During the 2016 parliamentary election campaign in Georgia a political party released a commercial encouraging young people to participate in the upcoming elections. As the commercial claimed, in order to change the current political situation, where political parties use populist promises in an attempt to attract older, politically more active voters, younger voters need to turn up at the voting booth and have their say. However, as in 2012, a relatively small share of younger voters participated in the 2016 elections.
According to the results of the CRRC/NDI post-electoral November 2016 survey, there is a generational gap between voters in Georgia. During both the October 8 parliamentary elections and the October 30 run offs in 2016, people who were between 18 and 35 years old reported voting less than older people.
Note: In almost all countries, there is a considerable difference between self-reported voter turnout as seen in survey findings and official turnout. The most widespread explanation for this fact is social desirability bias i.e., when respondents who did not vote are embarrassed to admit it. Thus, they report that they voted. The same difference is observed in surveys conducted in Georgia, including the CRRC/NDI post-electoral survey.
A number of surveys suggest that young people in Georgia are indifferent towards politics. For instance, those who are younger report discussing politics and current events with friends and close relatives less frequently compared to those who are older. As the chart below shows, though, the reported lack of interest in politics was not the most frequently named reason why people of any age group did not vote. Notably, voters under the age of 56 frequently reported that they were registered to vote in a different settlement than the one they live in, and could not go to their precinct on election day.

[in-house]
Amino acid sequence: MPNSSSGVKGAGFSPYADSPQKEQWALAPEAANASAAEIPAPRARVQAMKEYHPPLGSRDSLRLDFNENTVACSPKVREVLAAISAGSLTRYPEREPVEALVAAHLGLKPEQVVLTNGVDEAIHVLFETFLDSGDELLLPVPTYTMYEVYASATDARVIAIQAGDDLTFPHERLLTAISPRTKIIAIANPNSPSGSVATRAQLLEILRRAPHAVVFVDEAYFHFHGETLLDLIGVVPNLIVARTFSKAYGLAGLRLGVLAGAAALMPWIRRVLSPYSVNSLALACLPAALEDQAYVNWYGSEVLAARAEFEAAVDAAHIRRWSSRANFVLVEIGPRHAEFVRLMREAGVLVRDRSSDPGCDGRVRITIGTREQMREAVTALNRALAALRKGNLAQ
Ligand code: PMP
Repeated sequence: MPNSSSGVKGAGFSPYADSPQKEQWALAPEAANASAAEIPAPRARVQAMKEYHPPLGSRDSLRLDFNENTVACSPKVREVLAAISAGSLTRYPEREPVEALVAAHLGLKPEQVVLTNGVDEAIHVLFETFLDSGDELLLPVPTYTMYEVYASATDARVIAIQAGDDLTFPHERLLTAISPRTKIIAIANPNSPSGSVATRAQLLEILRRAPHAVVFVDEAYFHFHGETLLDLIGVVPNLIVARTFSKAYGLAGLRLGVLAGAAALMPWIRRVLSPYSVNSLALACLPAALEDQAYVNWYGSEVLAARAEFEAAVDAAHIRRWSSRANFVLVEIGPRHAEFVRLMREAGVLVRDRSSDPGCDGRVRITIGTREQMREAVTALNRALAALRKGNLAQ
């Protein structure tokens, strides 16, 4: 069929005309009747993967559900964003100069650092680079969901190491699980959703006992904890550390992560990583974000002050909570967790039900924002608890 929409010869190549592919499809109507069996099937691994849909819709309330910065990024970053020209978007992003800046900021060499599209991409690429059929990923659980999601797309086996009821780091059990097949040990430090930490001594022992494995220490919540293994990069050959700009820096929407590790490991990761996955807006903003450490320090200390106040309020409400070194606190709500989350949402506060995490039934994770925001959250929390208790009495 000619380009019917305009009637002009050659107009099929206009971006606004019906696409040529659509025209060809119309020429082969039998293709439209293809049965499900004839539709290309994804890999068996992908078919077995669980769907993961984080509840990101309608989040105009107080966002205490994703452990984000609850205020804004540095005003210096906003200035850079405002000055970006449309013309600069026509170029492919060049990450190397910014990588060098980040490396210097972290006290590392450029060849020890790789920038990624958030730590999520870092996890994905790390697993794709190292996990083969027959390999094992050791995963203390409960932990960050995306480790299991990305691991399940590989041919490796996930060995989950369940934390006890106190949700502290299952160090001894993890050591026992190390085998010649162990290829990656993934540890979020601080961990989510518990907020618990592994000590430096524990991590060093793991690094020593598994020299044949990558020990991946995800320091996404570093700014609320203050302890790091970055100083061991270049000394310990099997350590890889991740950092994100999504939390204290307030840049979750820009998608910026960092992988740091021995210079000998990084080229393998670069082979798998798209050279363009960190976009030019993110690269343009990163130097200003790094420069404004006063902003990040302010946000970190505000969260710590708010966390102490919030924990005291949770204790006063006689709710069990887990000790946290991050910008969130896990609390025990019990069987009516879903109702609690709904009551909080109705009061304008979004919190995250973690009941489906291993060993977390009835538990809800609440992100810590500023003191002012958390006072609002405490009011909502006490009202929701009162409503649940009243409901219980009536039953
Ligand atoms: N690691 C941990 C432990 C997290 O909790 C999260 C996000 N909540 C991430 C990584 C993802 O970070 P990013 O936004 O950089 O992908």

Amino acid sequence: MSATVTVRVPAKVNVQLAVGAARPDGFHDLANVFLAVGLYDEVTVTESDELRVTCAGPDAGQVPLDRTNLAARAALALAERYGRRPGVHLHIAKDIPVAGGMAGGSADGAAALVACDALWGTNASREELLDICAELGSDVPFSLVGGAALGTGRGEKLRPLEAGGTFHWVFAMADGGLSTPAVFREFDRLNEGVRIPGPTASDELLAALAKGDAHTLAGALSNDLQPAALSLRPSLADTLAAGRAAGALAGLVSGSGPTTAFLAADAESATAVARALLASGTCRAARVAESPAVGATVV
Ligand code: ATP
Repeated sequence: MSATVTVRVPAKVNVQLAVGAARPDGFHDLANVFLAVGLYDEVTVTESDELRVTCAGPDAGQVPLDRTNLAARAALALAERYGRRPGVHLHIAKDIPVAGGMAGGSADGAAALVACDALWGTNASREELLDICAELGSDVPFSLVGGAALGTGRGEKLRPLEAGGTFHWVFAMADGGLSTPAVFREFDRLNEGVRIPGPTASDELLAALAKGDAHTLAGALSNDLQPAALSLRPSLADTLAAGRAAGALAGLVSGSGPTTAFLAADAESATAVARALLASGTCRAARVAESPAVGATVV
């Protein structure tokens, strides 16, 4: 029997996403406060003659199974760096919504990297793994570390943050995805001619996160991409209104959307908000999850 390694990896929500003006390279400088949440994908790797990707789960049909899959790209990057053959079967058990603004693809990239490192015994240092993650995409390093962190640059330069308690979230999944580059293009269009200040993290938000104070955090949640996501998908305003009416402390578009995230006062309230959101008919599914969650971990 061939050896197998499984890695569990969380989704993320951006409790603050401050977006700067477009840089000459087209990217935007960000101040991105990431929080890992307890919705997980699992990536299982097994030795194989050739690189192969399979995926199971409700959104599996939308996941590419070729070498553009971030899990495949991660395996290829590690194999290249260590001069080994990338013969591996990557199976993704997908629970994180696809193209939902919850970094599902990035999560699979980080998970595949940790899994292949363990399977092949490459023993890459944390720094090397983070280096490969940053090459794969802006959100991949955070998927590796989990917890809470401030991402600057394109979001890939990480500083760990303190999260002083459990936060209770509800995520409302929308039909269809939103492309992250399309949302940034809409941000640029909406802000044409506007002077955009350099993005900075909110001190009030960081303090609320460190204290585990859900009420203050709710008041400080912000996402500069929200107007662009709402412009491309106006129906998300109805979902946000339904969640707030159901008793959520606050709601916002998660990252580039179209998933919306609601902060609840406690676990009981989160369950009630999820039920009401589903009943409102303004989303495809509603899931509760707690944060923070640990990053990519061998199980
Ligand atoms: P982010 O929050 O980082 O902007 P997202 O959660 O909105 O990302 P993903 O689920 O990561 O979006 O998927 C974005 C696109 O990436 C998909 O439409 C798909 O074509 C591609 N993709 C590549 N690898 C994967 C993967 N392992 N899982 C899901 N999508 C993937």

Note: The question was asked to the 23% of respondents who reported they did not vote in the October 8th parliamentary elections and the October 30th runoff. Answer options "I wasn’t registered", "I didn’t know where my polling station was", and "I couldn’t decide how to vote" were combined in the category “Other”.
A lack of interest in politics and low levels of political participation among young people is common not only in Georgia, but in many countries. A number of complex issues are believed to explain this phenomenon e.g., not having much of a stake in society or preferring other types of activities to express their political and social views. Still, the reported reasons for not voting are very similar in Georgia for young people and those who are 36 to 55 years old. Certain practical steps could help increase turnout in these age groups e.g., absentee ballots or the introduction of online voting. Importantly, as the Minister of Justice of Georgia has already noted, the country has the technical capacity to launch an online voting system. This could encourage more people to vote, and potentially not only the young ones.
What else might encourage young people to vote? Join the discussion on our Facebook or Twitter. To explore the CRRC/NDI November 2016 survey findings, visit CRRC’s Online Data Analysis portal.